With limited amounts of useful four wheel drive trucks available to us in the states it was pretty much a no brainer. We began looking for a late 90s Toyota Tacoma with the 3.4 liter, extended cab, standard transmission with the TRD package(I only wanted the TRD for the locker which has already proven itself very useful). Toyota’s are everywhere in the world so we knew parts would be easier to find (and so far in Mexico parts have been easier to find and cheaper than in the states). And the little Tacoma is a great four wheeling rig, small enough to be useful on the trails, lots of ground clearance, plenty of power and decent on gas. It’s really too bad they stopped making the little Tacomas because now all we have for wheeling left in the states are Rubicons, damn you Toyota!
After a year and half of relentless searching we finally found our baby, an extremely beat up Toyota Tacoma TRD with a great motor and only 130,000 miles all for $ 4,400. The truck had spent its first life in Monticello, Utah just south of Moab as a hoods-in-the-woods work vehicle. Needless to say, it had received a lot of abuse and had been driven extremely hard on desert roads all its life. However it already had a 2 inch suspension lift with a 8 pack Alcan leaf set up in the rear. A fully reinforced rear frame and nice real front bumper which is useful if you ever plan on using a high lifter jack or possibly hitting something. It is covered in dents, scratches, bondo and even two bullet holes. This is a plus because it will stand out a little less in the third world countries, who wants to drive around a shiny truck in Guatemala? I knew there was going to be a good amount of work done to this truck to prepare it for the trip however it did turn out to be a bigger project then I ever expected.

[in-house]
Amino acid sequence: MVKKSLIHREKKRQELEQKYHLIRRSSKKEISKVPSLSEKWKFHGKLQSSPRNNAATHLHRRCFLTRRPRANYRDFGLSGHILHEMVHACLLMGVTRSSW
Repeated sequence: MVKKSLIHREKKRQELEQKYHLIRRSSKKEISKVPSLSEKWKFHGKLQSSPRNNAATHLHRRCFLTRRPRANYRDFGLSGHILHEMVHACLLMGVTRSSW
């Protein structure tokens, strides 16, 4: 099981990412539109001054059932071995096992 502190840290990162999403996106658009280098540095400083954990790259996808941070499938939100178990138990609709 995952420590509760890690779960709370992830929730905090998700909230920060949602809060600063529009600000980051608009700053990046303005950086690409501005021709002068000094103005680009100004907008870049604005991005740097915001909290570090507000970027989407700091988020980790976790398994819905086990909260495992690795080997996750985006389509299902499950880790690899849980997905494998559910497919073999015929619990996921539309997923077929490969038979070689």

Fixing the truck
In all we have spent nearly $3,000 replacing, fixing and beefing up the rig. I am proud to say that I have done all the work myself, except for front end alignment and rear axle bearing removal (you need a special hydraulic press to get that sucker off). In all I spent 170 bucks on out-sourced truck work. I did all my own wrenching for two reasons. The first is I am just a poor boy and could have never afforded to pay someone to fix all these problems. And second, why would you ever drive a truck through 16 countries in the middle of nowhere and not know how to work on it? I could go on and list everything I had to do but it’s a little embarrassing so I will just write the important things.
- Timing belt, water pump, new fan blade, new belts and hoses, radiator flush
- New fuel pump, new gas lines, fuel filters
- Complete MAF cleaning
- New throttle position sensor, idle control sensor
- Power steering pump rebuild and new hoses
- New C V axles twice[ auto zone sucks]
- New rack and pinion and ball joints [should have gotten the greasable ones]
- New plugs, wires, hoses, throughout engine.
- Synthetic oil everywhere, engine and drive train
- Heavy duty brakes front and back.
- Bfg all terrians 31/10.5/15 [of course]
- Bearings and gaskets on the rear axles
- And the list goes on.